179 million debit cards were issued during December 2016 to June 2018. A mere 2,000 ATMs were opened in the same period.
Nikhat Hetavkar reports.
The number of ATMs in India has remained flat and banking outlets in villages have fallen even as millions of bank accounts have been created through the Pradhan Mantri Jan-Dhan Yojana (PMJDY) and debit card issues have multiplied after demonetisation.
The ATM industry warned that half of India's ATMs, especially in rural areas, will soon face closure, adding to the dismal penetration of ATMs in the country.
According to industry estimates, there are 18 ATMs for every 100,000 people in India against 173 and 63 in the US and China, respectively.
Under the PMJDY, 37 million beneficiaries were added and 179 million debit cards were issued during the period December 2016 to June 2018, while a mere 2,000 ATMs were opened during the same period.
PMJDY accounts and debit cards grew 26 per cent and 24 per cent, respectively, while ATMs grew less than 1 per cent.
It is rural India, however, who always gets the short end of the stick.
While cities have 80 ATMs per 100,000 customers, villages only have 10.
The debit card to ATM ratio in urban areas stands at fewer than 4,000 whereas rural areas have 12,000 cards for each ATM.
"It is the ATMs in rural areas that will be closed first since they fetch us the least money and the cost of carrying money is higher," said an executive of a leading ATM provider.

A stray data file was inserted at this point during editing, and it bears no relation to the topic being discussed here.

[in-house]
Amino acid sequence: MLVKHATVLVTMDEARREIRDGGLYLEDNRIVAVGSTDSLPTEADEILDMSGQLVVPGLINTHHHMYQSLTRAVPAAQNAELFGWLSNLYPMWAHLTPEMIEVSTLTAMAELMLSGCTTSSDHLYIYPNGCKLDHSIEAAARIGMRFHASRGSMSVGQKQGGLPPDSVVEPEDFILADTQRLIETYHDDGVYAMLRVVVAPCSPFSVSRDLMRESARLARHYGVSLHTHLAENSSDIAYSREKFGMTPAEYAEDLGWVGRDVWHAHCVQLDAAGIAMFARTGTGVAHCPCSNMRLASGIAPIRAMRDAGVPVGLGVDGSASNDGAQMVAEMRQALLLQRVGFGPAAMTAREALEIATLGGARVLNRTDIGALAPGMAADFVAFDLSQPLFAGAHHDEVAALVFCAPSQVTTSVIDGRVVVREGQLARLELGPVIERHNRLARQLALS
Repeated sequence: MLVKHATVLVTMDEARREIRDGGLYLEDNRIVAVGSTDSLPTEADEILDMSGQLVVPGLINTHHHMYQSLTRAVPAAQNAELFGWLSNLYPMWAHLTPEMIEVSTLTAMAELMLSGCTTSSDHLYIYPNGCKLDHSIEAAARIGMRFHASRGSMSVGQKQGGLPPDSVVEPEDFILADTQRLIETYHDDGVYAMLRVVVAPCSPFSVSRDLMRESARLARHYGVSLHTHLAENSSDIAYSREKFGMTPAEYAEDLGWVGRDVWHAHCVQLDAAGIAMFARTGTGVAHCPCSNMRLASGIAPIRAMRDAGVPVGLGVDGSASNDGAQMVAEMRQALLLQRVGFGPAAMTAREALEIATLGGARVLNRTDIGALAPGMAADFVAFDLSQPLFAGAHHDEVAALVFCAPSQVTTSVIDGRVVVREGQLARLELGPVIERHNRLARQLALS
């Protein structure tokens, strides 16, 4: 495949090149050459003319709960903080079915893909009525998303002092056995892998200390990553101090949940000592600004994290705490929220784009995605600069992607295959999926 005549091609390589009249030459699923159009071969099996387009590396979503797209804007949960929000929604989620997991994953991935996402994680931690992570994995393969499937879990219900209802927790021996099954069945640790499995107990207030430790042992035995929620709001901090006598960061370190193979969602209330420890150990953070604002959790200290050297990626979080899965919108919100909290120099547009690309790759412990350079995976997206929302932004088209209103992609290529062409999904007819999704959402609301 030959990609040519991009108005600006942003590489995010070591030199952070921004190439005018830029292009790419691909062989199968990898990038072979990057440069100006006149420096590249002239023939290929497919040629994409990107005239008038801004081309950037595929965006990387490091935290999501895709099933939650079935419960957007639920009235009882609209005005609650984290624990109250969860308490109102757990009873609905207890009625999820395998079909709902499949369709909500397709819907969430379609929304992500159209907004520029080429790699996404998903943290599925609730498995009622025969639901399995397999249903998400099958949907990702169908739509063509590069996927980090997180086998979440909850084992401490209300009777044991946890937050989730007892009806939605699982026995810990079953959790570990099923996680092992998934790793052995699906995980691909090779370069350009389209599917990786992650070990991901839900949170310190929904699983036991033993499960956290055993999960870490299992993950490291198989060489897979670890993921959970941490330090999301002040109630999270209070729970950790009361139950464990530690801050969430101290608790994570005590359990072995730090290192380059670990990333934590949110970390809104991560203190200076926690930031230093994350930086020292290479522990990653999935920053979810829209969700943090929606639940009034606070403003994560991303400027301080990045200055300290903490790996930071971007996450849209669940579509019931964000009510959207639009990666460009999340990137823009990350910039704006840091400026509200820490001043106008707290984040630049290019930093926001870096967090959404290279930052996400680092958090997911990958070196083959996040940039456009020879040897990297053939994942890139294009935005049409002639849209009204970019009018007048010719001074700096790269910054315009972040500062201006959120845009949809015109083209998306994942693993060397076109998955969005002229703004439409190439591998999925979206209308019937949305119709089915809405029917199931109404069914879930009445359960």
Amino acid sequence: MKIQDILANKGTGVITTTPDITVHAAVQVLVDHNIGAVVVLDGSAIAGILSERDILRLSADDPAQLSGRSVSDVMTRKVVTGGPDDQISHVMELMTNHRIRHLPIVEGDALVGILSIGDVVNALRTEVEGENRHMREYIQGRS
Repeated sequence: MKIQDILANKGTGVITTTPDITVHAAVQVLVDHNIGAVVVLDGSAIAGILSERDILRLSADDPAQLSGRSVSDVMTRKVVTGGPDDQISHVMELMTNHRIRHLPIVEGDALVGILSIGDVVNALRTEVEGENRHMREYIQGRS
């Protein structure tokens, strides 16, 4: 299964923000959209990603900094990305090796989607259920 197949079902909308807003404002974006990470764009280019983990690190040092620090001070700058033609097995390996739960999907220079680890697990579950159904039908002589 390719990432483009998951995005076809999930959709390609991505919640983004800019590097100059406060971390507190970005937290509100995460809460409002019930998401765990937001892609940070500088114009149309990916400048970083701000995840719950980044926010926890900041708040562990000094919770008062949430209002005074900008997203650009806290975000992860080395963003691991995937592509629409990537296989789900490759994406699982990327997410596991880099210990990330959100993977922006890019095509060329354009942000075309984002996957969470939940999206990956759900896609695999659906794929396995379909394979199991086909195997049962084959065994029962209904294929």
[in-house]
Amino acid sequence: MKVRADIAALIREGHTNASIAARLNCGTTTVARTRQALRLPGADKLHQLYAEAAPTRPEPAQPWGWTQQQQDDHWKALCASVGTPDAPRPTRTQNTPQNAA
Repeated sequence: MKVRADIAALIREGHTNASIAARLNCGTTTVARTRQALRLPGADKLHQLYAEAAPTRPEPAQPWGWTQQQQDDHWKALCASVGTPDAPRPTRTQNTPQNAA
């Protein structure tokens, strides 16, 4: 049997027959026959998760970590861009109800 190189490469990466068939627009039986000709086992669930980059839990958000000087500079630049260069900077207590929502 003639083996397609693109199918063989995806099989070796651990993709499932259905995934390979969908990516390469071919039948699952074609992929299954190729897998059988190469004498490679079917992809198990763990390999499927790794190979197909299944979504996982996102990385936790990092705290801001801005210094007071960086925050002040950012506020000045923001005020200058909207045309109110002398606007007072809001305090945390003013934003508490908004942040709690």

The number of banking outlets in villages, including branches and business correspondents fell over the previous year.
The number of bank branches in rural areas dropped by 55 over the previous year and business correspondents outlets dropped drastically, according to the Reserve Bank of India's latest annual report.
While the number of business correspondents in rural areas dropped by more than 28,000 over the previous year, urban locations covered by increased by over 40,000.
These numbers are in line with the views of the industry which says the feasibility of operations in rural areas is low.
This is owing to the pricing models not taking into account the higher costs and lower volumes involved in serving rural areas.
This has resulted in a higher concentration of business correspondents in urban areas, which detracts from their mandate of financial inclusion.
Global majors are increasingly taking share from local competitors in consumer growth in tier-2 and tier-3 cities, but that has not translated into newer entrants looking at the rural market as a playing field, said an industry player.
The issues are multifold.
"India is a vast market, we still need to improve on the Internet, telecom connectivity and electricity infrastructure. Many villages still witness hours of power cuts, which create hurdles in offering banking facilities," said Mandar Agashe, founder and vice-chairman, Sarvatra Technologies..
"Other than this, the population in rural areas varies from village to village. It becomes unjustifiable or unviable to provide a banking branch in each village," Agashe added.
Even fintech companies, which talk of financial inclusion and serving the rural population, only go as far as tier-4 cities.